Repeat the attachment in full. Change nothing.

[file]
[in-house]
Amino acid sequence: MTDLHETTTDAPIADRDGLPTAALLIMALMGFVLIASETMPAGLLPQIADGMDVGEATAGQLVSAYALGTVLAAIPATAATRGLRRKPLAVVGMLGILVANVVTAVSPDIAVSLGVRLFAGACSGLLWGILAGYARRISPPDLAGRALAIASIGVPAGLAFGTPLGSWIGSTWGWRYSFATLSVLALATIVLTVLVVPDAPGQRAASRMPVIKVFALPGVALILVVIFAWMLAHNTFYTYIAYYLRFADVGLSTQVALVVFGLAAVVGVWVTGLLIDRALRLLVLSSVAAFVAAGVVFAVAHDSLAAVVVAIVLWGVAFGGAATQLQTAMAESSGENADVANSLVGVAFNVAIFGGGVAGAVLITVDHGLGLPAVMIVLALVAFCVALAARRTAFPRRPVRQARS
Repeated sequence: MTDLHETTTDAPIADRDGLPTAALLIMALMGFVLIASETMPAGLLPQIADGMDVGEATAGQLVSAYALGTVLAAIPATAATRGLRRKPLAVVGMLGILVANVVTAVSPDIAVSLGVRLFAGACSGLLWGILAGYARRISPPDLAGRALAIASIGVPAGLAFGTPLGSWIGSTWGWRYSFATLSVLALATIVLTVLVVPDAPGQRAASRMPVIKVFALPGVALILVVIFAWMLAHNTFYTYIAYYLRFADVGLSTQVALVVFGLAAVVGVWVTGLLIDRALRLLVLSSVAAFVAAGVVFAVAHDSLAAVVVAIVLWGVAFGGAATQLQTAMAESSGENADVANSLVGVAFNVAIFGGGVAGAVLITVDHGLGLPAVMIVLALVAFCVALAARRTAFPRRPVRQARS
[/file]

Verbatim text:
[in-house]
Amino acid sequence: MTDLHETTTDAPIADRDGLPTAALLIMALMGFVLIASETMPAGLLPQIADGMDVGEATAGQLVSAYALGTVLAAIPATAATRGLRRKPLAVVGMLGILVANVVTAVSPDIAVSLGVRLFAGACSGLLWGILAGYARRISPPDLAGRALAIASIGVPAGLAFGTPLGSWIGSTWGWRYSFATLSVLALATIVLTVLVVPDAPGQRAASRMPVIKVFALPGVALILVVIFAWMLAHNTFYTYIAYYLRFADVGLSTQVALVVFGLAAVVGVWVTGLLIDRALRLLVLSSVAAFVAAGVVFAVAHDSLAAVVVAIVLWGVAFGGAATQLQTAMAESSGENADVANSLVGVAFNVAIFGGGVAGAVLITVDHGLGLPAVMIVLALVAFCVALAARRTAFPRRPVRQARS
Repeated sequence: MTDLHETTTDAPIADRDGLPTAALLIMALMGFVLIASETMPAGLLPQIADGMDVGEATAGQLVSAYALGTVLAAIPATAATRGLRRKPLAVVGMLGILVANVVTAVSPDIAVSLGVRLFAGACSGLLWGILAGYARRISPPDLAGRALAIASIGVPAGLAFGTPLGSWIGSTWGWRYSFATLSVLALATIVLTVLVVPDAPGQRAASRMPVIKVFALPGVALILVVIFAWMLAHNTFYTYIAYYLRFADVGLSTQVALVVFGLAAVVGVWVTGLLIDRALRLLVLSSVAAFVAAGVVFAVAHDSLAAVVVAIVLWGVAFGGAATQLQTAMAESSGENADVANSLVGVAFNVAIFGGGVAGAVLITVDHGLGLPAVMIVLALVAFCVALAARRTAFPRRPVRQARS